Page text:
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Sep 23, 2014

Male Sex Toy Sales Continue Upward Trajectory

Q. Boyer | XBiz.com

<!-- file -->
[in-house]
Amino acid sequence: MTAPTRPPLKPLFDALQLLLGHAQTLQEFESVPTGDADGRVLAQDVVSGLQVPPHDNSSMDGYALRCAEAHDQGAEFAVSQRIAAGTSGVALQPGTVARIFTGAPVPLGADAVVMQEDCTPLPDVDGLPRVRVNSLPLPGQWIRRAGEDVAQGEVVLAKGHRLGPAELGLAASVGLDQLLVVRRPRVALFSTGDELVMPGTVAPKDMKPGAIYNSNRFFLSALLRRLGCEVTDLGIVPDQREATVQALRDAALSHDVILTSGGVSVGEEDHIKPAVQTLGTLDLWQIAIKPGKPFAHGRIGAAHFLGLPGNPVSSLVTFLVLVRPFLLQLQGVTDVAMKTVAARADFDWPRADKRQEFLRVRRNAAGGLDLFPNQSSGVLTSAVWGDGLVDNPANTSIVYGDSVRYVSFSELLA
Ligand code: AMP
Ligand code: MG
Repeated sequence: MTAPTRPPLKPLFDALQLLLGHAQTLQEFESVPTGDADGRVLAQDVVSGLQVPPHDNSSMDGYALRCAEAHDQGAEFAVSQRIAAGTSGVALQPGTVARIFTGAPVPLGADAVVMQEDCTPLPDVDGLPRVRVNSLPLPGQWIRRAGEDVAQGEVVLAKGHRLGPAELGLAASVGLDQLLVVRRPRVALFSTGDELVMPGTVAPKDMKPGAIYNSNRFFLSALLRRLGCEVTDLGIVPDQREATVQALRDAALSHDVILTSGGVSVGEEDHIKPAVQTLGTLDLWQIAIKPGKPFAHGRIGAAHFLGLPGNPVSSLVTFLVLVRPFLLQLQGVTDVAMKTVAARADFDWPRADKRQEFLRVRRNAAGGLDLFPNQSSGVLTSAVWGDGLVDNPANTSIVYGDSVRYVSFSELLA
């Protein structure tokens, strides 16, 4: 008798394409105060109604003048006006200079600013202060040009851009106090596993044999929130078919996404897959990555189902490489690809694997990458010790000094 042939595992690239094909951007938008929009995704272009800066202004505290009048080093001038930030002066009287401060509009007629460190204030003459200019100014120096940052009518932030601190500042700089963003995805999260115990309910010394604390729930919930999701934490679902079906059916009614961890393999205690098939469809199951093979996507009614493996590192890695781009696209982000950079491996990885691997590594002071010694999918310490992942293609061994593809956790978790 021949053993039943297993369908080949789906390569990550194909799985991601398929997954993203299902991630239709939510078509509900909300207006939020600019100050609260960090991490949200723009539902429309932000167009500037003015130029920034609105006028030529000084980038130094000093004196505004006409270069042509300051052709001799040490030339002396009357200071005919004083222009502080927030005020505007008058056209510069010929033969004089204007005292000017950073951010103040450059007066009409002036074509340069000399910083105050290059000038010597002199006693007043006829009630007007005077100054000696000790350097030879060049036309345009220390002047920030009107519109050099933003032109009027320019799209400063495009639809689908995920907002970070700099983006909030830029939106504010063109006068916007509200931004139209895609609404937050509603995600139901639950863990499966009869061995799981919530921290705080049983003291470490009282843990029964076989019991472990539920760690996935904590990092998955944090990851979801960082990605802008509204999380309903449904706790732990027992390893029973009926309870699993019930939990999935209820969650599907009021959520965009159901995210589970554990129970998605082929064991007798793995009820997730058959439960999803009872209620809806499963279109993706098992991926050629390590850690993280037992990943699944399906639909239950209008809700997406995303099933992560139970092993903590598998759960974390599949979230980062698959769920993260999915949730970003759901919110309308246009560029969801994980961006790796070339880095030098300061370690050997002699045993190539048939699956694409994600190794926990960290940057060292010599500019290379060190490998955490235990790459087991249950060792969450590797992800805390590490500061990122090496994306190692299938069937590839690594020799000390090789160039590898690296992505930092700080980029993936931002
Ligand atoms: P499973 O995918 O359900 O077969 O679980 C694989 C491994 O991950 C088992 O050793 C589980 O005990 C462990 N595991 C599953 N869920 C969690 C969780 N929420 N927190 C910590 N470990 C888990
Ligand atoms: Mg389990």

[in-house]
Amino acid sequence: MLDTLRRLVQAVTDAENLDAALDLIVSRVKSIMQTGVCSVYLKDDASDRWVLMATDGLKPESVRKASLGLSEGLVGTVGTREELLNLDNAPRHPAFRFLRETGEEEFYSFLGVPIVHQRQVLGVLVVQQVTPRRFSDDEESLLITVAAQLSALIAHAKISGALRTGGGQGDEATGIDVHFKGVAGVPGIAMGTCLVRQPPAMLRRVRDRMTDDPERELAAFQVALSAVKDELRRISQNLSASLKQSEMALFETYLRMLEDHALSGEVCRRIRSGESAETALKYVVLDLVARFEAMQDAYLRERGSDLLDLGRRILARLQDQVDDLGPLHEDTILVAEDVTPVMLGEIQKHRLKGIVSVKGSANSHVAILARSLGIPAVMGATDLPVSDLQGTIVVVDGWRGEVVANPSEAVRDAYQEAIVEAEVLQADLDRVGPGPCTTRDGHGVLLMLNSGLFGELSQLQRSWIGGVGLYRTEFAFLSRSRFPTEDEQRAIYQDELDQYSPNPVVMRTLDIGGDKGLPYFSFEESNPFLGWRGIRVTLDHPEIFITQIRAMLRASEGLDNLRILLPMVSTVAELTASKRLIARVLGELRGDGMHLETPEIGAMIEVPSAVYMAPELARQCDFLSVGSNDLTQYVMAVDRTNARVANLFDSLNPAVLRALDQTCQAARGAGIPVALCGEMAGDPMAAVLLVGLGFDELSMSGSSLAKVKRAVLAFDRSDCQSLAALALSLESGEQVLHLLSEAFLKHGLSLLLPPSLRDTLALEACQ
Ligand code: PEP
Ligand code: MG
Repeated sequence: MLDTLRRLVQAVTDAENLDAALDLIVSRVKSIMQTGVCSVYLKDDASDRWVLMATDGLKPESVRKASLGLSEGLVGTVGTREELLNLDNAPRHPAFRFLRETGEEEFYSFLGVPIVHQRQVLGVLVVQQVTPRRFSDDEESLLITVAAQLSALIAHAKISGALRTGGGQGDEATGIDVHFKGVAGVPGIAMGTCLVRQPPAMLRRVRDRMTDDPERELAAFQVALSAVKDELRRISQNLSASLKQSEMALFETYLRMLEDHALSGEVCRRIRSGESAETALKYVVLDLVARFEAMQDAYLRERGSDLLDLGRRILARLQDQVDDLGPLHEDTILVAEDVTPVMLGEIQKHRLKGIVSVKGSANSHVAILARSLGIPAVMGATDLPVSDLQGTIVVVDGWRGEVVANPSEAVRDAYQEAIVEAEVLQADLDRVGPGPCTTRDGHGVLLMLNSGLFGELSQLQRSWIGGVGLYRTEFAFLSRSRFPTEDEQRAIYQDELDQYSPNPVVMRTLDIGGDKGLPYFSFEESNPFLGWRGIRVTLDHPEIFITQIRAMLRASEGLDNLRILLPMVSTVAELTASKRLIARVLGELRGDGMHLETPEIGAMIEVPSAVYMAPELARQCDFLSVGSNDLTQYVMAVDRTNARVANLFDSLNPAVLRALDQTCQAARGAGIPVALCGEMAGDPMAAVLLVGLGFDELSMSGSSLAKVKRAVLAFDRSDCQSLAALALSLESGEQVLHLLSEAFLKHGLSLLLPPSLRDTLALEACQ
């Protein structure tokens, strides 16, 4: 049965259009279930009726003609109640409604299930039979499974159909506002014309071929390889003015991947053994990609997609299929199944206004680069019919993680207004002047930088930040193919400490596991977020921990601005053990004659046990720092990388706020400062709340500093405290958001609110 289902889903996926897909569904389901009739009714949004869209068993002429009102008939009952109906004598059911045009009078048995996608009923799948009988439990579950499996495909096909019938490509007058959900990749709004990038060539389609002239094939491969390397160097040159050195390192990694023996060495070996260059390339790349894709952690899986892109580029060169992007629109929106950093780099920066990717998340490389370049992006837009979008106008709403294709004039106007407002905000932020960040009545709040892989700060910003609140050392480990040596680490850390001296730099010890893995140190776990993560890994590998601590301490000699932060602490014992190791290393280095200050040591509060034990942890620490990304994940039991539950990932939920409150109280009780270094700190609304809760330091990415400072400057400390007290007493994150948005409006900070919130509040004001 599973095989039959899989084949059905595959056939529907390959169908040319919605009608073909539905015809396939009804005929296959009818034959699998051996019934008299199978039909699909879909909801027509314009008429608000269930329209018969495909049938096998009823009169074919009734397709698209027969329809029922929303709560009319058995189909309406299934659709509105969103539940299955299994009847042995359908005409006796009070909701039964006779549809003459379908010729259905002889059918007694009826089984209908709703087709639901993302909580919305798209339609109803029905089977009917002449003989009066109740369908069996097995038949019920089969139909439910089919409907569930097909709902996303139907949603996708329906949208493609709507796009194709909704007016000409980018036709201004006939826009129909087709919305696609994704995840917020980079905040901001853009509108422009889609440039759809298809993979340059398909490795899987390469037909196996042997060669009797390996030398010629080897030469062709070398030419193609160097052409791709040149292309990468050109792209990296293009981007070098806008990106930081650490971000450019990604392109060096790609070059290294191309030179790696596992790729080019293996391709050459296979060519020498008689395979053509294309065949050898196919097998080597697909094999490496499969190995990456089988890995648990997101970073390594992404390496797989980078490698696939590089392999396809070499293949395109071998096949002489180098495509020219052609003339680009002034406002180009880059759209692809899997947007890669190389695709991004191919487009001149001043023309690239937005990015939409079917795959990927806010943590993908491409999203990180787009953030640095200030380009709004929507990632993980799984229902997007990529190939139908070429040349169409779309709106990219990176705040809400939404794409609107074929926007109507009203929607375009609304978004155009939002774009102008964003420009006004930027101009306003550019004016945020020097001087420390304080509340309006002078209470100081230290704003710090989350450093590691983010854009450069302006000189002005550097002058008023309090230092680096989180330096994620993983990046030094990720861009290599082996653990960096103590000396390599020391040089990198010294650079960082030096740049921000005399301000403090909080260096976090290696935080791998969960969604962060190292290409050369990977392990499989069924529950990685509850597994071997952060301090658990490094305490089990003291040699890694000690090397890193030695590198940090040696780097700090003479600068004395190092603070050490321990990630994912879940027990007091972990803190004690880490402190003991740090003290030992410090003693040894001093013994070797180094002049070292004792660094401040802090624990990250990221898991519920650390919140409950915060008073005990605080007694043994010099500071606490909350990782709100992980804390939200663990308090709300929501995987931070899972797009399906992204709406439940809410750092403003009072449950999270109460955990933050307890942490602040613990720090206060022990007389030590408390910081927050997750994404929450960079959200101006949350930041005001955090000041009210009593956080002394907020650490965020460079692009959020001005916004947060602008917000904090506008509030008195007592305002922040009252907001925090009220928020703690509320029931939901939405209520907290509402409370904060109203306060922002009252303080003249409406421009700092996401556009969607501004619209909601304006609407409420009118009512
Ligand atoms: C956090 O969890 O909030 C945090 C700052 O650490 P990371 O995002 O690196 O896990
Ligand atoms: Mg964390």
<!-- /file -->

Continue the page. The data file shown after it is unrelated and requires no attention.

For many years, the very idea of a “male sex toy” was regarded by most people as something of a joke. The term brought to mind images of cheap, rubberized blowup dolls and their ludicrous puckered mouths, or clumsy penis pumps that looked more like medieval torture devices than something into which you’d ever willingly insert your member. These were products you’d buy as a gag joke to give a man at his 50th birthday party, perhaps accompanied by sarcastic greeting cards filled with jokes about impotence and hair loss. Times have changed, however, and the male sex toy sector is now far more than merely viable; it’s downright vibrant. The obvious question, of course, is why? “The biggest trend in regards to pleasure products is the fact it is becoming more common to talk about, even for men,” Aneros CEO CT Schenk told XBIZ. “An increasingly large amount of media outlets are now covering ‘male sex toys’ as if they are a brand new phenomenon. The stigma attached to pleasure products is receding in the U.S., and more people are exploring their sexuality. This creates a shift in marketing, as the best way to reach consumers is by online word-of-mouth. People turn to platforms like the Aneros Forum to learn what their peers have to say about products.” Adam Lewis, CEO of Hot Octopuss, echoed Schenk’s assertion, telling XBIZ that in the five years his company spent developing its PULSE “guybrator”, he kept a close eye on the male sex toy market and saw a clear — and global — trend towards greater acceptance. “The demand is increasing for premium products and generally more science is going into the research and development of these toys,” Lewis said. “A decade or so ago, men’s sex toys were seen as a bit seedy in comparison to women’s toys, which had been glamorized by, among other things, the famous ‘Sex and the City’ episode featuring the Rabbit. “Now men’s sex toys are, if not on a par with women’s sex toys, certainly much less of a taboo. It has been great to see sex-positive bloggers — both male and female — writing about this topic and pointing out the double standard that has been applied when it comes to sex toys.” For some manufacturers, the most significant recent trend, in effect, has been consistency; in other words, the same lines and products have remained their top-selling items, regardless of new product launches and various consumer fads. “Our most popular products have been pretty consistent over the past two years and they are Hump Gear, our line of Fat Boy Extenders, Cock Armour and the Speed Shift cock ring,” said Rob Reimer, chief marketing officer for Perfect Fit. “I always say that if you make a great quality product that is functional and fills a need, it will sell.” In a nod to market realities that will ring true to many adult entrepreneurs, Reimer also noted that being at the leading edge of a trend sometimes proves a double-edged sword. “A trend that we saw which was good and bad was for our Hump Gear product, which was designed by Perfect Fit CEO and designer, Steve Callow,” Reimer said. “We marketed it as the world’s first fuckable butt plug. It became the best-selling product of 2013 on many online stores, and to this day is one of our top products with an XL version coming out this month. “The down side when you launch a popular product is that you get knock-offs and people steal your designs. But if you are consistent with your marketing and sales strategy, the cheap knock-offs never really get a hold in the marketplace and they slowly fade away.” Part of what’s driving the sale of male sex toys is increased media exposure; as is the case with essentially any consumer product, the media plays a key “tastemaker” role, pushing their audiences in certain directions, intentionally or otherwise. “We like to think Hot Octopuss has been doing its bit for the cause by getting ‘guybrators’ into plenty of mainstream media outlets since PULSE launched last September,” Lewis told XBIZ. “In the U.K., for example, we’ve been featured in the Daily Mail twice — and the Mail is as respectable and traditional a newspaper as you can get. We’ve also been in Maxim Australia recently and several different European news outlets. “In the U.S. the mainstream media is less open to the idea of sex toys in general, but journalists have so far been receptive to PULSE because of the medical science underpinning it and its potential for use in erectile dysfunction and for people with disabilities.” Speaking of Australia, any company selling male sex toys would be wise to shower lots of marketing attention in a Down Under direction, according to Reimer, who noted that international expansion is an important element of Perfect Fit’s strategy for growth. “Australia is always a great place for strong male sex toys sales,” Reimer said. “They are the largest sex toy consumer percapita, so we make sure to visit there at least twice a year and meet with our distributor and store owners. We also just launched with a brand new distributor in Japan and it has been a huge success for us.” In addition to being pleased with the pace at which they are selling, Reimer says he’s greatly encouraged by an ongoing sea change in public perception he has observed with respect to male sex toys. “This has been really exciting because you can see the attitudes about male sex toys are changing in countries which were previously a bit more conservative about sex.” If history is any indication, those changing attitudes bode well for the future of male sex toy sales — and of pleasure products, in general — in the years to come.

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